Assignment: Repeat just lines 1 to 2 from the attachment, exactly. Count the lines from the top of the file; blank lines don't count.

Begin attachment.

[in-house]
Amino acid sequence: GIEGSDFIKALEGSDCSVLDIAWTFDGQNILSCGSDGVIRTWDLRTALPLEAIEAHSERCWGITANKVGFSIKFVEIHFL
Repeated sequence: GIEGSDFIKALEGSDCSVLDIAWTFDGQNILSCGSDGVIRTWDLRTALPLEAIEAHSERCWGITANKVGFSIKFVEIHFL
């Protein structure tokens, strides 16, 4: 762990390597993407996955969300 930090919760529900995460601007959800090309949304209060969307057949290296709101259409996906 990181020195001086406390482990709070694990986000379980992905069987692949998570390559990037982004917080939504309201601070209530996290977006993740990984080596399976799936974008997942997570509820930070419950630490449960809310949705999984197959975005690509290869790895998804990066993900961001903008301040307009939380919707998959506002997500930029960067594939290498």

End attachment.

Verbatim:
[in-house]
Amino acid sequence: GIEGSDFIKALEGSDCSVLDIAWTFDGQNILSCGSDGVIRTWDLRTALPLEAIEAHSERCWGITANKVGFSIKFVEIHFL